Next week as we give thanks for the blessings in our lives, we can express gratitude for the scientists and researchers who have made uncommonly speedy progress on a vaccine for the covid-19 coronavirus, providing a bit of good news amid shocking reports of escalating case counts in the nation, our state and Snohomish County.
Last week pharmaceutical maker Pfizer and its German partner, BioNTech, announced that preliminary results of trials for their vaccine candidate showed it to be more than 90 percent effective, with no serious safety concerns for side effects beyond mild fever or fatigue. That 90 percent rate is important because it provides the best hope for a quicker spread of immunity among populations and far exceeds the minimum goal of 50 percent effectiveness set by the federal Food and Drug Administration for covid vaccine candidates. That effectiveness rate is higher than the 50 percent to 60 percent seen with the annual flu vaccine, and is near the 97 percent rate seen with two doses of measles vaccine.
Further bolstering hopes is the fact that Pfizer’s results may mean similar outcomes for another 10 vaccine candidates now in late-stage trials.
A limited release of the Pfizer vaccine — initially reserved for those at highest risk of infection, such as health care workers and older adults — could be ready near the end of the year, following more review of study data, The New York Times reported last week.
The danger in that good news, however, is that it might lead some — believing that the worst has passed and a cure is just around the corner — to let down their guards and ease up on wearing masks and following other social-distancing and hygiene measures.
That’s not the message to take from this, especially now.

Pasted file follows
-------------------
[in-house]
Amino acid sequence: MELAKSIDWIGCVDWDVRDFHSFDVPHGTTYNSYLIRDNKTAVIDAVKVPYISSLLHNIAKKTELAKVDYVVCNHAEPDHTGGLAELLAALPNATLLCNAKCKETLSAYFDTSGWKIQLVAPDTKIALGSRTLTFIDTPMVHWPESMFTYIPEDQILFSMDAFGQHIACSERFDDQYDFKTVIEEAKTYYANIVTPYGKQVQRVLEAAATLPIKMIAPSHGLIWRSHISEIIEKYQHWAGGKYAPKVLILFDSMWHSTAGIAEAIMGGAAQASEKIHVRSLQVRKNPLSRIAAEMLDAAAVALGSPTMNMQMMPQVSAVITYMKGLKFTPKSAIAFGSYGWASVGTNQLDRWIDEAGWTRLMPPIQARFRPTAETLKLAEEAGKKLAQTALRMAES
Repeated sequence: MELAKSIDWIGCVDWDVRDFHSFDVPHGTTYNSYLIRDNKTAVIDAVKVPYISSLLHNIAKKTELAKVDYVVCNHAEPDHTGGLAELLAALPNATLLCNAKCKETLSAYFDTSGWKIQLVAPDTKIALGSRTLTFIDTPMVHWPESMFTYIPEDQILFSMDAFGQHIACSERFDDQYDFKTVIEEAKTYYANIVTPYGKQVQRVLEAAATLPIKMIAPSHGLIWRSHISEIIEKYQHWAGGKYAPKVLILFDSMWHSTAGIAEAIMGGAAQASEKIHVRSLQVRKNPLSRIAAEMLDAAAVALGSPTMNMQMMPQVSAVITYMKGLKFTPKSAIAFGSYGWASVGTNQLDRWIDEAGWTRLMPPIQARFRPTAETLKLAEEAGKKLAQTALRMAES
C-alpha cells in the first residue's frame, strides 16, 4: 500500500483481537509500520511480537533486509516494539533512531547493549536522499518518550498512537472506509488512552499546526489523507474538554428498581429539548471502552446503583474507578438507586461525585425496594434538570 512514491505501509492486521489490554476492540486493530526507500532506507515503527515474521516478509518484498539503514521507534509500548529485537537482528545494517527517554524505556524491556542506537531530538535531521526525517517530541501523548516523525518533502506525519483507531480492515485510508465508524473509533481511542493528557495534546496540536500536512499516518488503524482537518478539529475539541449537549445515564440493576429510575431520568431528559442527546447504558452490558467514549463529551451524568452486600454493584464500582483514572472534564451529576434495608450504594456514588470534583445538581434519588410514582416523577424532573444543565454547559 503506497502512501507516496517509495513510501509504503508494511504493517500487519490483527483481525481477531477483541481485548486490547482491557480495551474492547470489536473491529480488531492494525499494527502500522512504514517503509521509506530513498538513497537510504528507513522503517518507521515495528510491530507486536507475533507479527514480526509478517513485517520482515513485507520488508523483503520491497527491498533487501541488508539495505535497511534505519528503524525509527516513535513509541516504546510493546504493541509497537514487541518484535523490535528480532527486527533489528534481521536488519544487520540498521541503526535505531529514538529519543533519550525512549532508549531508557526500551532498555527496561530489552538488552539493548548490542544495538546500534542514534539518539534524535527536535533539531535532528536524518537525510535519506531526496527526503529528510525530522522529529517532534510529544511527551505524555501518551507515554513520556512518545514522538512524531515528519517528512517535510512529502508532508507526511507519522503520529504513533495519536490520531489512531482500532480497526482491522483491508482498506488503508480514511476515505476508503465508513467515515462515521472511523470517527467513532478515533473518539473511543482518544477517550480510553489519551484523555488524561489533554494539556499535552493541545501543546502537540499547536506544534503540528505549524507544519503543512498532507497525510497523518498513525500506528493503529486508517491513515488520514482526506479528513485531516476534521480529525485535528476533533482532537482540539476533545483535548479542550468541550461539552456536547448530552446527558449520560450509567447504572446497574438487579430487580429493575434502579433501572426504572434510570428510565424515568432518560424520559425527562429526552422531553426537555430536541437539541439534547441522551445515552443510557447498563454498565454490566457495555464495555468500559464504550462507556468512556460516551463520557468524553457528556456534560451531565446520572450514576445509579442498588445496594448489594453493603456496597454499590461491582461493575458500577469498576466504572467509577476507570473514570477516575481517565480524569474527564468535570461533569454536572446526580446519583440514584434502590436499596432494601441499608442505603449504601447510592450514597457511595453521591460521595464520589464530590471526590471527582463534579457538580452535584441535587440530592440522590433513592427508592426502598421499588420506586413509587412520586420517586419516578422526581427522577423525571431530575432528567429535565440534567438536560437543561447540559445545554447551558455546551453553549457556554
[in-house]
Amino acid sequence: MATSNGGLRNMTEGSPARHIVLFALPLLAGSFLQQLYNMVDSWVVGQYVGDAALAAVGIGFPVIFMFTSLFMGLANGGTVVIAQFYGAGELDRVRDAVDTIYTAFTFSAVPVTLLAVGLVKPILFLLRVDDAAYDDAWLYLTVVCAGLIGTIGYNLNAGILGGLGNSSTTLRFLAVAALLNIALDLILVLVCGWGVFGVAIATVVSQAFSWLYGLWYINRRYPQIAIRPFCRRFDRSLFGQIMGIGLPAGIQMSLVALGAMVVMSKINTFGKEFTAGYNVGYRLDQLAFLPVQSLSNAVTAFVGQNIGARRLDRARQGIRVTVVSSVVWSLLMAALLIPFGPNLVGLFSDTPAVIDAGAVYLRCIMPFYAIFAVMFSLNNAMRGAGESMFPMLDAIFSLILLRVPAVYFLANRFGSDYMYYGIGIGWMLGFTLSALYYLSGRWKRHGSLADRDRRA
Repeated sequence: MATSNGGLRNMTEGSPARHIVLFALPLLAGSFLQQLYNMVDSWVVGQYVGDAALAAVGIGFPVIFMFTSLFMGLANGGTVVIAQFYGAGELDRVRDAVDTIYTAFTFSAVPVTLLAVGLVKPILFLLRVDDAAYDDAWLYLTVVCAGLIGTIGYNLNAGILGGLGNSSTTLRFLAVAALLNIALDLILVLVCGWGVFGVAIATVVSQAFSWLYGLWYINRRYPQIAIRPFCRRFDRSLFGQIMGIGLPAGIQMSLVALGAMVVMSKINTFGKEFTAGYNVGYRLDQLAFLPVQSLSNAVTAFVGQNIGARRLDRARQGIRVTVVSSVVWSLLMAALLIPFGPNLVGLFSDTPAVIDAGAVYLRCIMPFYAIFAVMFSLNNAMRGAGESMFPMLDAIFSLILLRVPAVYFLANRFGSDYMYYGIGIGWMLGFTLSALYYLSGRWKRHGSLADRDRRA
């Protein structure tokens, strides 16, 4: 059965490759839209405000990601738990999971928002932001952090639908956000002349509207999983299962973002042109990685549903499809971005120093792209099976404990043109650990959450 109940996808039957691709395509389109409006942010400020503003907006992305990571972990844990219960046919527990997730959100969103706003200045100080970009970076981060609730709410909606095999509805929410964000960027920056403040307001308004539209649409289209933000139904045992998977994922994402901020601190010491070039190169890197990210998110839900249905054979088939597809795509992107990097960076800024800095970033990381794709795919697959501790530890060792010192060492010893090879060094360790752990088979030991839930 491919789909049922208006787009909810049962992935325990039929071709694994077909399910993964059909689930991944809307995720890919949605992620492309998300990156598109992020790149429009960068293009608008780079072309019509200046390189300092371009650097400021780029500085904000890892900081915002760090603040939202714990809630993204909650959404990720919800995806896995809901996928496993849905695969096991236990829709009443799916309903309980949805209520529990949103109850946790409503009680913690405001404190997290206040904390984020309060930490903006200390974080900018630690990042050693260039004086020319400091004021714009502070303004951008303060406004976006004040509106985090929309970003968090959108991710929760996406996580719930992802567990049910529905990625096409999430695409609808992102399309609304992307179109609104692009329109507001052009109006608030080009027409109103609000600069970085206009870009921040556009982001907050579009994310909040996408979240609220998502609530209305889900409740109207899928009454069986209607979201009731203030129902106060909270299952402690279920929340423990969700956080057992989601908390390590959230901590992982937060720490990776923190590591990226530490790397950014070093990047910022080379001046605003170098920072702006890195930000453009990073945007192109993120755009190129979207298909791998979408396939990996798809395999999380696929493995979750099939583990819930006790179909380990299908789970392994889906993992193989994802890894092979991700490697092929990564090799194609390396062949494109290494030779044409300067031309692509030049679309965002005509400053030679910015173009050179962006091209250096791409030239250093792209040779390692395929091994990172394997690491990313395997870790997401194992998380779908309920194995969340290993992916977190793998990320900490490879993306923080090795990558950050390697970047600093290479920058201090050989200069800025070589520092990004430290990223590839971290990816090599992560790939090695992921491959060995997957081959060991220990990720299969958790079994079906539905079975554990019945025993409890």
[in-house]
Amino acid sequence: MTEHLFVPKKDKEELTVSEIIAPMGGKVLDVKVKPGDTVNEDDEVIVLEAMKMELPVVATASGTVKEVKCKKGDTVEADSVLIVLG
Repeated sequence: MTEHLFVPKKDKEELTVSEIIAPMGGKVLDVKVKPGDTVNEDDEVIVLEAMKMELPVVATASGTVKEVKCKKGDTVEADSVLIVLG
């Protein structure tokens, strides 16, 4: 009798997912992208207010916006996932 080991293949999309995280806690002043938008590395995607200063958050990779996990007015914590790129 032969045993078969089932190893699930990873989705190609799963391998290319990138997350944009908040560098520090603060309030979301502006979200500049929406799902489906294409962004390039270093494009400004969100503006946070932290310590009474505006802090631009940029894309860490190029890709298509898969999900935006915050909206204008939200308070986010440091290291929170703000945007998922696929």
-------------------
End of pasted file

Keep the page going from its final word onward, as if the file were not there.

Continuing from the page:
In many ways in Snohomish County and in the rest of the state, recent numbers for infections and other metrics are worse than during either of the earlier two covid surges, according to state and county health officials and others.
“The third wave of the virus appears to be the largest wave yet,” County Executive Dave Somers said last week. “The fact that we’re entering winter months with the highest case counts yet should send shivers down everybody’s spine.”
Washington state has recorded more than 2,400 deaths total during the pandemic, while the nation’s toll has risen to more than 243,000. Current projections from the University of Washington’s Institute for Health Metrics and Evaluation, show that Washington may see more than 3,600 deaths by year’s end and as many as 7,000 by March 1. The nation could see 320,000 deaths by Dec. 31, and 439,000 by March 1.
The Snohomish County Health District reported more than 1,000 new cases of covid-19 during the week previous, forcing a sickening spike in the county’s two-week rolling average with nearly 190 new infections per 100,000 people; six weeks ago, that rate was just 46 per 100,000. The percentage of beds occupied by covid patients remained below the health district’s target, at just less than 4 percent at the end of October, but as that number typically lags behind infection rates, an increase in covid hospitalizations is likely. Dr. Chris Spitters, the county public health officer, warned that the recent increases will likely test the capacity of local hospital resources.
And it’s the nature of how the disease is now spreading that is providing guidance. Most of the transmission, according to the county health district, is coming not from community transmission, such as exposure in public spaces, but from close contacts, typically indoors with family and friends who live outside of the immediate household, such as family celebrations and having friends over for football games.
That data has led Gov. Jay Inslee and health officials to renew calls for vigilance on masks and social distancing. More restrictions from the governor’s office are possible in the coming days, but for now, Inlsee and others have asked state residents to adjust plans for gatherings of family and friends, especially for the coming holidays.
Inslee, in a video address Thursday asked people to “rethink” the holidays to reduce the spread of infections. The county health district was more blunt: “Holding gatherings is a threat to all. Stop it.” Instead, it recommended, limit the holidays to your immediate household.
That’s a tough ask, especially for families who have had to limit their gatherings for months already.
Yet, until vaccines are widely available and distributed, a little longer period of social distancing and more vigilance about wearing masks can help make sure that next year we can welcome family and friends into our homes and give thanks for being able to celebrate together without fear of endangering the health and lives of our loved ones.